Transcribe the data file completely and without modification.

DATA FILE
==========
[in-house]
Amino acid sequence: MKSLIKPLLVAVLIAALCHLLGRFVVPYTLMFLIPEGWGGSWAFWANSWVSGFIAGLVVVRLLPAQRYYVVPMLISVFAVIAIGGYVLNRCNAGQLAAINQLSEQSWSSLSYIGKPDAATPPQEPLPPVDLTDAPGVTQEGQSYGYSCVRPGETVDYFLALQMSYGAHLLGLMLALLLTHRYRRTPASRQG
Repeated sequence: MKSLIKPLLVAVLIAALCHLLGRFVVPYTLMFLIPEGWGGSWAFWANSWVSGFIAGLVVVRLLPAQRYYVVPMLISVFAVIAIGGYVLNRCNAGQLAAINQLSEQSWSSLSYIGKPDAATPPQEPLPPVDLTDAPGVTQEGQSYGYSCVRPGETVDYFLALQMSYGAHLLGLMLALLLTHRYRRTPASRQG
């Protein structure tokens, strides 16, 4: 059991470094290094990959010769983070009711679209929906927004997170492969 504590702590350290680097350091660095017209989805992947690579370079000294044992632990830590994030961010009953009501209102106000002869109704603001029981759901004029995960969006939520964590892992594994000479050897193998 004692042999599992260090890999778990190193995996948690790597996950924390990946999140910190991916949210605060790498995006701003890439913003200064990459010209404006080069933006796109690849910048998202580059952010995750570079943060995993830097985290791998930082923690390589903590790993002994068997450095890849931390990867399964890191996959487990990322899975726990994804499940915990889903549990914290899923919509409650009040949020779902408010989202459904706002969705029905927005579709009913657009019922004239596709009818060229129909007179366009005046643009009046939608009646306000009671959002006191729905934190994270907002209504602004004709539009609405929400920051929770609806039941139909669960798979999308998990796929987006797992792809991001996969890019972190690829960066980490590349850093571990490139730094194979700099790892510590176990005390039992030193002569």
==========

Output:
[in-house]
Amino acid sequence: MKSLIKPLLVAVLIAALCHLLGRFVVPYTLMFLIPEGWGGSWAFWANSWVSGFIAGLVVVRLLPAQRYYVVPMLISVFAVIAIGGYVLNRCNAGQLAAINQLSEQSWSSLSYIGKPDAATPPQEPLPPVDLTDAPGVTQEGQSYGYSCVRPGETVDYFLALQMSYGAHLLGLMLALLLTHRYRRTPASRQG
Repeated sequence: MKSLIKPLLVAVLIAALCHLLGRFVVPYTLMFLIPEGWGGSWAFWANSWVSGFIAGLVVVRLLPAQRYYVVPMLISVFAVIAIGGYVLNRCNAGQLAAINQLSEQSWSSLSYIGKPDAATPPQEPLPPVDLTDAPGVTQEGQSYGYSCVRPGETVDYFLALQMSYGAHLLGLMLALLLTHRYRRTPASRQG
């Protein structure tokens, strides 16, 4: 059991470094290094990959010769983070009711679209929906927004997170492969 504590702590350290680097350091660095017209989805992947690579370079000294044992632990830590994030961010009953009501209102106000002869109704603001029981759901004029995960969006939520964590892992594994000479050897193998 004692042999599992260090890999778990190193995996948690790597996950924390990946999140910190991916949210605060790498995006701003890439913003200064990459010209404006080069933006796109690849910048998202580059952010995750570079943060995993830097985290791998930082923690390589903590790993002994068997450095890849931390990867399964890191996959487990990322899975726990994804499940915990889903549990914290899923919509409650009040949020779902408010989202459904706002969705029905927005579709009913657009019922004239596709009818060229129909007179366009005046643009009046939608009646306000009671959002006191729905934190994270907002209504602004004709539009609405929400920051929770609806039941139909669960798979999308998990796929987006797992792809991001996969890019972190690829960066980490590349850093571990490139730094194979700099790892510590176990005390039992030193002569």